It is important to note that there is much emphasis on the exercise of the intellect in the Qur’an and the traditions, particularly in the matter of ijtihad.
Exercise of the intellect (‘aql) is of significance in the entire Islamic literature, which played an important role in the development of all kinds of knowledge, scientific or otherwise, in the Muslim world. In the twentieth century, the Indian Muslim thinker, Iqbal in his Reconstruction of Religious Thought in Islam, pointed out that ijtihad was a dynamic principle in the body of Islam. He claims that much before Francis Bacon the principles of scientific induction were emphasized by the Qur’an, which highlights the importance of observation and experimentation in arriving at certain conclusions. It may also be pointed out that Muslim fuqaha and mufassirun made use of the method of linguistic analysis in interpreting the Quranic injunctions and the sunnah of the Prophet (S). Al-Ghazalis Tahatut al-Falasifah is probably the first philosophical treatise that made use of the linguistic analytical method to clarify certain philosophical issues..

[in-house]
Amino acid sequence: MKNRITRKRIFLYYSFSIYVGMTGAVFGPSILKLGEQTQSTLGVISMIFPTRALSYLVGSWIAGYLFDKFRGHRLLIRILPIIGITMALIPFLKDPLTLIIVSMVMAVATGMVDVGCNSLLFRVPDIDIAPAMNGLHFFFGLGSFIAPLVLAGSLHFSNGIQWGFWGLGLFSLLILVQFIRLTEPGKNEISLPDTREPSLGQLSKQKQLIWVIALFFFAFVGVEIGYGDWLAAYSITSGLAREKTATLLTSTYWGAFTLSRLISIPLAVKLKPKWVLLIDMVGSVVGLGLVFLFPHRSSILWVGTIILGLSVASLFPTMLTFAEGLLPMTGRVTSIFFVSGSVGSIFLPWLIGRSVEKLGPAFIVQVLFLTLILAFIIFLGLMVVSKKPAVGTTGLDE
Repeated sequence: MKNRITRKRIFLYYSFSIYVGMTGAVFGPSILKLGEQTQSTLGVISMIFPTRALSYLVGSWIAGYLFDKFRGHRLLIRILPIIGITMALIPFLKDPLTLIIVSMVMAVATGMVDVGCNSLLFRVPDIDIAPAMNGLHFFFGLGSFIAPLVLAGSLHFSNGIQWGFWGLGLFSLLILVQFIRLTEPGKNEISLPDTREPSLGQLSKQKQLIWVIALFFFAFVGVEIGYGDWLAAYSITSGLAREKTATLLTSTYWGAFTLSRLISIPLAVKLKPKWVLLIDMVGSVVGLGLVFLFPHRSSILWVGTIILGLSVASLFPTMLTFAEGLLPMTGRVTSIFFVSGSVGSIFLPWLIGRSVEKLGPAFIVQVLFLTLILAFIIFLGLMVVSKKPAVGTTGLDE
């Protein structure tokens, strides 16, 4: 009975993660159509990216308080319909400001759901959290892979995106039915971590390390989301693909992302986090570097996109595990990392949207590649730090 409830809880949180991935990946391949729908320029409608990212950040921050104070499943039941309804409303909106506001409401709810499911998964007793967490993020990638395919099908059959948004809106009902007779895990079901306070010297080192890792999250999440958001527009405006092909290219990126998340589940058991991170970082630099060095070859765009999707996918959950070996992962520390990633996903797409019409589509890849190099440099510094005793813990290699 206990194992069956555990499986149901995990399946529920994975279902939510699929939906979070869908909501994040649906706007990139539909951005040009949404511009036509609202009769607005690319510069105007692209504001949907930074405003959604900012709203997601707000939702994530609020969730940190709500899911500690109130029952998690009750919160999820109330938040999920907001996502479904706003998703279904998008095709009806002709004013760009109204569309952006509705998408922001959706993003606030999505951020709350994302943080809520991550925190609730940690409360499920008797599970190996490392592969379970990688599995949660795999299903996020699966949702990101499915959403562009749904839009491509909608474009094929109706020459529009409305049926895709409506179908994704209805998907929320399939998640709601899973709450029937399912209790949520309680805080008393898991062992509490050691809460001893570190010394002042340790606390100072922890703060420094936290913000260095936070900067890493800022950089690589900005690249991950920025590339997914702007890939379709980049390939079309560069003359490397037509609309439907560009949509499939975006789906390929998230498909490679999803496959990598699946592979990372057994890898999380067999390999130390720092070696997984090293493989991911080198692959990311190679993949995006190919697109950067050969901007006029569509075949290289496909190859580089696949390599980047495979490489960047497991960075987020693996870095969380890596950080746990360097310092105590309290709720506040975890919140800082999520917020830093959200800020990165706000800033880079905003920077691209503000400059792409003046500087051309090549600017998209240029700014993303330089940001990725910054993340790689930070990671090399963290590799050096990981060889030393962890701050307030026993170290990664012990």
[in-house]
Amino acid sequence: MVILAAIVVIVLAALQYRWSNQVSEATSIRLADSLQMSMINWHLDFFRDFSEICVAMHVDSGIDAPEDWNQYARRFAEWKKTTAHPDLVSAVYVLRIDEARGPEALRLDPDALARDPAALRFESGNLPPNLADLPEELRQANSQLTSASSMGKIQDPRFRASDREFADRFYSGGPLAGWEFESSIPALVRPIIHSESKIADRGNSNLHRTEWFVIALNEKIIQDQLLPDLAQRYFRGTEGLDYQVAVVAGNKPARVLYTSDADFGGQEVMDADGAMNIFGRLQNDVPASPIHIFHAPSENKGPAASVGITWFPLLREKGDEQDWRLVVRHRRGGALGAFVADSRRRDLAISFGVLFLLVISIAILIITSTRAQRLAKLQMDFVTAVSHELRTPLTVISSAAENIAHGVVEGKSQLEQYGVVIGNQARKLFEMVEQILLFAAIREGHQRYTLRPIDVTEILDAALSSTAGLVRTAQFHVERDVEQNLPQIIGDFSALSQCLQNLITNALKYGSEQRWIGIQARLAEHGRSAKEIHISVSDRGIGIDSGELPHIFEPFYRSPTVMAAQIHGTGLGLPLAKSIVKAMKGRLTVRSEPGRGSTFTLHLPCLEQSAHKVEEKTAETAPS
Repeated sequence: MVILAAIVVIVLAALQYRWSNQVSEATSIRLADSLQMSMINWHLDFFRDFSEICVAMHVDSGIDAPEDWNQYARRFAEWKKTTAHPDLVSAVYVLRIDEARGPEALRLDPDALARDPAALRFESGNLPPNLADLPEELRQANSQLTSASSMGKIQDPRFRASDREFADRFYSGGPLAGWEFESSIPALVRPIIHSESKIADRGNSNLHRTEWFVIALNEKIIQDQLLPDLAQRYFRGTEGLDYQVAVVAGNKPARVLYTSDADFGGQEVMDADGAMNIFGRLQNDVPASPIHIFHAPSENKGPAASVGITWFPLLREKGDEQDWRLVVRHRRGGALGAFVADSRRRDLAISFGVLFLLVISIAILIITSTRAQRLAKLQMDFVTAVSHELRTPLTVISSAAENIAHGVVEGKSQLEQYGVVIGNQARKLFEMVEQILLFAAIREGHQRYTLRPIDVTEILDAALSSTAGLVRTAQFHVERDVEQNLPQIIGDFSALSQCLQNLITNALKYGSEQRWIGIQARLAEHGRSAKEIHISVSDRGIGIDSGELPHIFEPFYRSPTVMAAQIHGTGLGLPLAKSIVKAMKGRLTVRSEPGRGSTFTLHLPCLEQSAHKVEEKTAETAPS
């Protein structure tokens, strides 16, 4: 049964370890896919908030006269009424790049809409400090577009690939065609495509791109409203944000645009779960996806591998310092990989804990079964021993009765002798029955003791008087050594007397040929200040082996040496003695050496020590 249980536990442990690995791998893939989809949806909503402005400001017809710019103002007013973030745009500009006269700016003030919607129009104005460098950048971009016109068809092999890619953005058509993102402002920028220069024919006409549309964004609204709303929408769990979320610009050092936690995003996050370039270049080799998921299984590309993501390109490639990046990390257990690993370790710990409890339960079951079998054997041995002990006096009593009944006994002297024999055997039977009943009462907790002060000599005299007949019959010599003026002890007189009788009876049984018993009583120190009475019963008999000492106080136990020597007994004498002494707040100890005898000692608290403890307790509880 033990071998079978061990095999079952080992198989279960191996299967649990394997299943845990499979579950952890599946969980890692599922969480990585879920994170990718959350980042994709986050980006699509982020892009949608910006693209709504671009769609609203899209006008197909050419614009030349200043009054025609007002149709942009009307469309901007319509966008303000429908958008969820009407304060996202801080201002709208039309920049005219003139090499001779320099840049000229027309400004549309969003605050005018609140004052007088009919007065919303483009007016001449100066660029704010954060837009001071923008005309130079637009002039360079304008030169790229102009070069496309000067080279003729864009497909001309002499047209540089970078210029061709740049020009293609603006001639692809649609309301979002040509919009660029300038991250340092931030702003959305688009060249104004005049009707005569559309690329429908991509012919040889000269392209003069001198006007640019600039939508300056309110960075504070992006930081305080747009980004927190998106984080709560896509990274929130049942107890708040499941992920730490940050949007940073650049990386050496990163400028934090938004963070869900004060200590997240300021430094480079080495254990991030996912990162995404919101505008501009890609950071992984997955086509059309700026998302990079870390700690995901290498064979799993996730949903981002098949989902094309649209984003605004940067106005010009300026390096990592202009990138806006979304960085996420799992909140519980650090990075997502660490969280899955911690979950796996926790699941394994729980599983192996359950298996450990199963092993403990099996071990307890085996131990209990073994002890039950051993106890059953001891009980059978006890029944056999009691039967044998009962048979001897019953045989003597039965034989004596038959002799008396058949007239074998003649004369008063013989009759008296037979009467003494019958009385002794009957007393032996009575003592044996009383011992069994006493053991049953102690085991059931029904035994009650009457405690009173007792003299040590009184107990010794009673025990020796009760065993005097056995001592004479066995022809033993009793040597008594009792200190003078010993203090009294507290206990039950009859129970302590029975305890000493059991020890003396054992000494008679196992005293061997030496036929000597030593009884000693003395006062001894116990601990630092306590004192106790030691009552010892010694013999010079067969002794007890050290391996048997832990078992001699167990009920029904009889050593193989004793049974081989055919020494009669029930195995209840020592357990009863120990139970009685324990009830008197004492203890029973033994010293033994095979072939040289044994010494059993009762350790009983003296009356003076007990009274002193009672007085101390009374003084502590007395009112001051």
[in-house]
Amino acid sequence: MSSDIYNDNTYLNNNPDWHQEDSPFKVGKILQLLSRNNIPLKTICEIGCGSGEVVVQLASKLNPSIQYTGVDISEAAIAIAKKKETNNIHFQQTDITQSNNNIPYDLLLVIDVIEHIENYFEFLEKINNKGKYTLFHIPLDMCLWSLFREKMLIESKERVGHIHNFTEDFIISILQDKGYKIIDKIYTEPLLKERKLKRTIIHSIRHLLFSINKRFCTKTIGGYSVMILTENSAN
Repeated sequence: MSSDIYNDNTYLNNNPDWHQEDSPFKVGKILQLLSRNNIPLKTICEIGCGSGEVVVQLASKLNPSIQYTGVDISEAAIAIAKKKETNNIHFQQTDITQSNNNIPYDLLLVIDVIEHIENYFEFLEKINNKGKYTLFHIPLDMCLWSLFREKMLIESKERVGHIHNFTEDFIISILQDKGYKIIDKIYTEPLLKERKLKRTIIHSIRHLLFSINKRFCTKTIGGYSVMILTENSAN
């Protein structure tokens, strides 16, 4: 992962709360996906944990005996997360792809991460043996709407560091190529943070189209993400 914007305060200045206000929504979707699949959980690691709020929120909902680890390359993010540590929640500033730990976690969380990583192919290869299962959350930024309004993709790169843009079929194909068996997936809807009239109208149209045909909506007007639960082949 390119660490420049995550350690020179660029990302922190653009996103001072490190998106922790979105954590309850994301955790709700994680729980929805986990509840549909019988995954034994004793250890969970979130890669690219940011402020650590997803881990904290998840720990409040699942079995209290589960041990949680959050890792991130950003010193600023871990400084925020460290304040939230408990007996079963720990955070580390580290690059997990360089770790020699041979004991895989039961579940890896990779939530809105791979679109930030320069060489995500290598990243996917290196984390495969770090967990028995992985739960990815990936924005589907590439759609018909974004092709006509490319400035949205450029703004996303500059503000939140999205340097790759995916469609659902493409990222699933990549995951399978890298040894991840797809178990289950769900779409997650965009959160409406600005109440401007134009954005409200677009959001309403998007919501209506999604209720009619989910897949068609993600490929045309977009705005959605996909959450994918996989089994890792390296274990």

There was made a distinction between wisdom (hikmah) and knowledge in the pre-Islamic philosophy developed under the influence of Greek thought. In Islam there is no such distinction. Those who made such a distinction led Muslim thought towards un-Islamic thinking. The philosophers such as al-Kindi, al–Farabi and Ibn Sina are considered to be hakims (philosophers) and in this capacity superior to ‘ulama‘, and fuqaha this misconception resulted in al-Ghazali’s attack on the philosophers. Islam is a religion that invites its followers to exercise their intellect and make use of their knowledge to attain the ultimate truth (haqq). Muslim thinkers adopted different paths to attain this goal. Those who are called philosophers devoted themselves to logic and scientific method and the Sufis derogated them, though some of them, such as Ibn Sina, al–Farabi and al-Ghazali took recourse to the mystic path in their quest of the truth at some stage. ‘Ilm may not be translated as mere knowledge; it should be emphasized that it is also gnosis or ma’rifah. One may find elements of mystic experience in the writings of Muslim philosophers. In the Western philosophical tradition there is a distinction between the knowledge of the Divine Being and knowledge pertaining to the physical world. But in Islam there is no such distinction. Ma’rifah is ultimate knowledge and it springs from the knowledge of the self (Man ‘arafa nafsahu fa qad ‘arafa Rabbbahu, ‘One who realizes one’s own self realizes his Lord’). This process also includes the knowledge of the phenomenal world. Therefore, wisdom and knowledge, which are regarded as two different things in the non-Muslim world, are one and the same in the Islamic perspective.